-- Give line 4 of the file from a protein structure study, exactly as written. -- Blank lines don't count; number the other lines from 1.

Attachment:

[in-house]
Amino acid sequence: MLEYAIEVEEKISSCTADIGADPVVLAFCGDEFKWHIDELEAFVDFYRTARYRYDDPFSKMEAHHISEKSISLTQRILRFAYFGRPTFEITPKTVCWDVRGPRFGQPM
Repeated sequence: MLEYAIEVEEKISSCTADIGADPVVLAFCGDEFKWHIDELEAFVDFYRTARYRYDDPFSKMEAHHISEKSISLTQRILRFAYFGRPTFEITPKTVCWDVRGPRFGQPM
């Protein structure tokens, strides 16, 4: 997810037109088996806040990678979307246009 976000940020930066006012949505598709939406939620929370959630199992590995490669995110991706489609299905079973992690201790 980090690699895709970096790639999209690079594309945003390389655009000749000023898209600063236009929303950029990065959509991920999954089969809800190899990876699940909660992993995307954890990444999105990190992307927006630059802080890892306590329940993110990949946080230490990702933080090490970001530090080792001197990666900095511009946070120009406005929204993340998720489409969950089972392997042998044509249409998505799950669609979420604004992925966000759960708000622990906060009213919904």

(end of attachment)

């Protein structure tokens, strides 16, 4: 997810037109088996806040990678979307246009 976000940020930066006012949505598709939406939620929370959630199992590995490669995110991706489609299905079973992690201790 980090690699895709970096790639999209690079594309945003390389655009000749000023898209600063236009929303950029990065959509991920999954089969809800190899990876699940909660992993995307954890990444999105990190992307927006630059802080890892306590329940993110990949946080230490990702933080090490970001530090080792001197990666900095511009946070120009406005929204993340998720489409969950089972392997042998044509249409998505799950669609979420604004992925966000759960708000622990906060009213919904």